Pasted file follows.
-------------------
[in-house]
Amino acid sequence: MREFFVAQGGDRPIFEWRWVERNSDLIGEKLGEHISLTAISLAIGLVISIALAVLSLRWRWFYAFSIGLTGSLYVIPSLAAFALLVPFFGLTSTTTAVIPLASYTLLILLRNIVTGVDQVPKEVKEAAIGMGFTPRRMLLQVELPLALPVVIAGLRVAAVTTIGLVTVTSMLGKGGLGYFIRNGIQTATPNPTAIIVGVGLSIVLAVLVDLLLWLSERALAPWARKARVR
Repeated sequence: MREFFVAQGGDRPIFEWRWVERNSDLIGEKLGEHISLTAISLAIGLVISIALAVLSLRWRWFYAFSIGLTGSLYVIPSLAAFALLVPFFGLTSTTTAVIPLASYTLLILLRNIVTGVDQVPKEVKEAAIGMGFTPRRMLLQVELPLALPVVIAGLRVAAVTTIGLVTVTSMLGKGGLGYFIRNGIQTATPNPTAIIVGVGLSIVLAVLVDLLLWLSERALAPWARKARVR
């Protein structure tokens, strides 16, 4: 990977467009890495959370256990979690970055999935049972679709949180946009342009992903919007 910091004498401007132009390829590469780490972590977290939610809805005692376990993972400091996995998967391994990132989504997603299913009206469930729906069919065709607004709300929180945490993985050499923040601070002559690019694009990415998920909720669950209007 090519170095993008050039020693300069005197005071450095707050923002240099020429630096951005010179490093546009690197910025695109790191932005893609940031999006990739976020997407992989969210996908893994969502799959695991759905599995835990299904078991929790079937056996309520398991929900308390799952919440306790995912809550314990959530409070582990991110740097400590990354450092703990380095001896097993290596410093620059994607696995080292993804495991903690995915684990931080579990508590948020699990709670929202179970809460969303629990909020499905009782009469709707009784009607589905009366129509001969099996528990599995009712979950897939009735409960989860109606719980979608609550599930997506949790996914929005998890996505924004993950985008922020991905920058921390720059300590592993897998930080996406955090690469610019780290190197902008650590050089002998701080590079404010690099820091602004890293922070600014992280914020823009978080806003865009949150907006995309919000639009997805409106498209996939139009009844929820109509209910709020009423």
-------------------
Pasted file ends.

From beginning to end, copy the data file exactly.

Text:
[in-house]
Amino acid sequence: MREFFVAQGGDRPIFEWRWVERNSDLIGEKLGEHISLTAISLAIGLVISIALAVLSLRWRWFYAFSIGLTGSLYVIPSLAAFALLVPFFGLTSTTTAVIPLASYTLLILLRNIVTGVDQVPKEVKEAAIGMGFTPRRMLLQVELPLALPVVIAGLRVAAVTTIGLVTVTSMLGKGGLGYFIRNGIQTATPNPTAIIVGVGLSIVLAVLVDLLLWLSERALAPWARKARVR
Repeated sequence: MREFFVAQGGDRPIFEWRWVERNSDLIGEKLGEHISLTAISLAIGLVISIALAVLSLRWRWFYAFSIGLTGSLYVIPSLAAFALLVPFFGLTSTTTAVIPLASYTLLILLRNIVTGVDQVPKEVKEAAIGMGFTPRRMLLQVELPLALPVVIAGLRVAAVTTIGLVTVTSMLGKGGLGYFIRNGIQTATPNPTAIIVGVGLSIVLAVLVDLLLWLSERALAPWARKARVR
């Protein structure tokens, strides 16, 4: 990977467009890495959370256990979690970055999935049972679709949180946009342009992903919007 910091004498401007132009390829590469780490972590977290939610809805005692376990993972400091996995998967391994990132989504997603299913009206469930729906069919065709607004709300929180945490993985050499923040601070002559690019694009990415998920909720669950209007 090519170095993008050039020693300069005197005071450095707050923002240099020429630096951005010179490093546009690197910025695109790191932005893609940031999006990739976020997407992989969210996908893994969502799959695991759905599995835990299904078991929790079937056996309520398991929900308390799952919440306790995912809550314990959530409070582990991110740097400590990354450092703990380095001896097993290596410093620059994607696995080292993804495991903690995915684990931080579990508590948020699990709670929202179970809460969303629990909020499905009782009469709707009784009607589905009366129509001969099996528990599995009712979950897939009735409960989860109606719980979608609550599930997506949790996914929005998890996505924004993950985008922020991905920058921390720059300590592993897998930080996406955090690469610019780290190197902008650590050089002998701080590079404010690099820091602004890293922070600014992280914020823009978080806003865009949150907006995309919000639009997805409106498209996939139009009844929820109509209910709020009423």